AS (2016) CR 05
2016 ORDINARY SESSION
Wednesday, 27 January 2016 at 10.00 a.m.
The Mediterranean Sea: a front door to irregular migration
Organised crime and migrants
The following texts were submitted for inclusion in the official report by members who were present in the Chamber but were prevented by lack of time from delivering them.
Ms ANTTILA (Finland) – First, I would like to congratulate the rapporteurs, Ms Dumery and Mr Chikovani, on their important reports. The dramatic increase in irregular migration into Europe of recent years has been facilitated by networks of migration smugglers. A lot of illegal activities, such as the trafficking of human beings and drugs, may also be traced to migrant smuggling and migrant smugglers.
This illegal movement of people has made it possible for terrorists to move freely among refugees due to a lack of border controls. I am worried about that. IS terrorists are now present all over Europe. People’s security is under serious threat. The attacks in Paris were planned in Brussels. We will witness many more attacks if we do not stop this kind of development. The main question is: how can we avoid this kind of development taking place?
The peaceful settlement of hostilities in Syria, Iraq and Afghanistan is a necessary condition for ending the human exodus and enabling refugees to return to their own countries. We need a peace treaty for Syria in order to end the war.
If we do not succeed in doing this, it will mean millions more refugees in Europe. The European Union Action Plan against migrant smuggling 2015-2020 is very important. We need a legal response to disrupt the smugglers’ business model. We also need well-functioning hotspots for the reception and processing of asylum applicants. In these kinds of exceptional circumstances we must reinstall strict border controls.
People in danger must be helped. It is a question of human rights that everybody is entitled to. At the same time, we must try to avoid movements of people who are only seeking better living standards. In Finland, we received 34 000 refugees last year, 70% of whom were from Iraq. Over 3 100 of them have already returned to Iraq of their own free will.
Mr GHAMBOU (Morocco, Partner for Democracy) – Arguments about irregular migration across the Mediterranean are not lacking, but solutions to this complex problem are. We need to implement a global policy capable of answering the basic question: why do thousands of young men and women risk their lives to reach their European destination?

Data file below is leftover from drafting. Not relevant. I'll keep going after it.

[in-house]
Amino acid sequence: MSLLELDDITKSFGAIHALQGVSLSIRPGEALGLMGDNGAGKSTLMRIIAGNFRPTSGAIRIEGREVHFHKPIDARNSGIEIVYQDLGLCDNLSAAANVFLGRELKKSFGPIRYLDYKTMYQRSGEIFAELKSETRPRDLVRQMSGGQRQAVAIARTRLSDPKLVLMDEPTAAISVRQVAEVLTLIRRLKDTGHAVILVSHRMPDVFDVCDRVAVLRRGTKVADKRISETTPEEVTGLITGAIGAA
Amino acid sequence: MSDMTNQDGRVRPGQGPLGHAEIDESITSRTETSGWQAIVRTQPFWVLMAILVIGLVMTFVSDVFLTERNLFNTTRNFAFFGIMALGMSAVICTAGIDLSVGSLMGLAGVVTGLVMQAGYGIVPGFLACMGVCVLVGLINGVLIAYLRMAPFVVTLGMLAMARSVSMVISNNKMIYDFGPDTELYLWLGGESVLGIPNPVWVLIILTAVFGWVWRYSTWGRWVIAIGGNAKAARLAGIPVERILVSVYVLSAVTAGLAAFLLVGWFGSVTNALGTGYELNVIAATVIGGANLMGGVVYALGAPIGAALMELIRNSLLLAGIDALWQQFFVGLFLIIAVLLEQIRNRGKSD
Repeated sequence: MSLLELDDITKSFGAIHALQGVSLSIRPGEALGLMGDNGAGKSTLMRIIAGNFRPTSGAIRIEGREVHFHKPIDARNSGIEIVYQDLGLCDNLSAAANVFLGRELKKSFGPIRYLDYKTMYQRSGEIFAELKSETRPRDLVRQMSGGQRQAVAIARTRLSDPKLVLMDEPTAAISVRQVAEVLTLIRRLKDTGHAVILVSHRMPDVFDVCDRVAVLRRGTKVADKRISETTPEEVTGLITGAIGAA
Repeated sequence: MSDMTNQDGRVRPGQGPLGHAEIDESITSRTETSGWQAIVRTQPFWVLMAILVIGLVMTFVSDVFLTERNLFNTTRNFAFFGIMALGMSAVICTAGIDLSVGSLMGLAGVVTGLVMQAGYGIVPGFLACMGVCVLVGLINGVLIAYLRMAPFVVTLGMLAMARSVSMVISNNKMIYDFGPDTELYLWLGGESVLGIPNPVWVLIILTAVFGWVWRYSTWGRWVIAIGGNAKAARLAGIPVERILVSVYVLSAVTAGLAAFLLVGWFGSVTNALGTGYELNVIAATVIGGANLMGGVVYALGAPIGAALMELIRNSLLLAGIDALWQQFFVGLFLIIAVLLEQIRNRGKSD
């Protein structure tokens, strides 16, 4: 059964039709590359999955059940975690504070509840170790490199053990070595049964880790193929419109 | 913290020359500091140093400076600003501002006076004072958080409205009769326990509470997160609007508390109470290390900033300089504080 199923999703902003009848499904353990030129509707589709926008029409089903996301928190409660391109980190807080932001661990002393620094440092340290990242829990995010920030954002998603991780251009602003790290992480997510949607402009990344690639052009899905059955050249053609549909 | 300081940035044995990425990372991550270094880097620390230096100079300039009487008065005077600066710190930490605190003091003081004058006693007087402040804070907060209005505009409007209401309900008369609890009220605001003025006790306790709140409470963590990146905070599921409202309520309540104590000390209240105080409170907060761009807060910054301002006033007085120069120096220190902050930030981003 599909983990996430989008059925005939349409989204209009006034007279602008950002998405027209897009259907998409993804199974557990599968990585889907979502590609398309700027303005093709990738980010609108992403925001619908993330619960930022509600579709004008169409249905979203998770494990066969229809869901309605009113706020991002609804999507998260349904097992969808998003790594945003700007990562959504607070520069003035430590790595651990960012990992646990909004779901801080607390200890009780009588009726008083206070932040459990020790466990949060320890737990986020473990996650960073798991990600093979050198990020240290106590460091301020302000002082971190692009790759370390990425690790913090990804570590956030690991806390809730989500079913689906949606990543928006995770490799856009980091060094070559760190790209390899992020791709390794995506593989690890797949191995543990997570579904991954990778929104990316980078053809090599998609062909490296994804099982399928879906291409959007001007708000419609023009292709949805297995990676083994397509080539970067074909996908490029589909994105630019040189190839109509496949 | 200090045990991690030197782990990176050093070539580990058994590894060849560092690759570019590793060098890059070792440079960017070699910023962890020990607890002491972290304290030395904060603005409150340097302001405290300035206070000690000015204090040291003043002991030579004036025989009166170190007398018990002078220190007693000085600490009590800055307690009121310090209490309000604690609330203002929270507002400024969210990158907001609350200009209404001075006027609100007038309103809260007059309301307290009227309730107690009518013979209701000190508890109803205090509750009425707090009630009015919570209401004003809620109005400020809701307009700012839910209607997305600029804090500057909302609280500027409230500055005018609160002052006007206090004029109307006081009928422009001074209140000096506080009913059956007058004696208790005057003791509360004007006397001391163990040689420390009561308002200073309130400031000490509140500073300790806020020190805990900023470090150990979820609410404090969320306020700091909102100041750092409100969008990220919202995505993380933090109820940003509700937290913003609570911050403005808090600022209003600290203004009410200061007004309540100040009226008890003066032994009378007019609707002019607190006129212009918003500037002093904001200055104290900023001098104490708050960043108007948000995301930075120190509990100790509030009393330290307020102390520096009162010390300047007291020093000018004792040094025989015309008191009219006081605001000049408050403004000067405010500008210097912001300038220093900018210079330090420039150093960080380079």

We all know the classical reasons that lead to irregular migration: civil wars, dangerous political instability, extreme poverty, and lack of opportunity. Reinforcing border security is not a lasting solution, nor is humanitarian aid, which I described before as a painkiller that might reduce the pain but does not cure the disease.
We need to adopt an urgent economic policy that fulfils the following objectives: wealthy nations must invest in the countries exporting irregular migrants by developing income-generating programmes in both urban and rural areas; provide candidates for irregular migration with a useful education and training to find the same job opportunities at home as they seek abroad; and, give more incentives to European companies interested in investing in economic sectors such as agriculture, mining, infrastructure, and renewable energy.
Morocco has recently begun to reach some of these objectives by adopting a South-South approach, encouraging both the government and the private sector to invest in sub-Saharan Africa. We may think of expanding this into a triangle approach, involving Europe, Morocco, and sub-Saharan Africa. Morocco’s current huge investment in the Sahara is a positive step in that direction.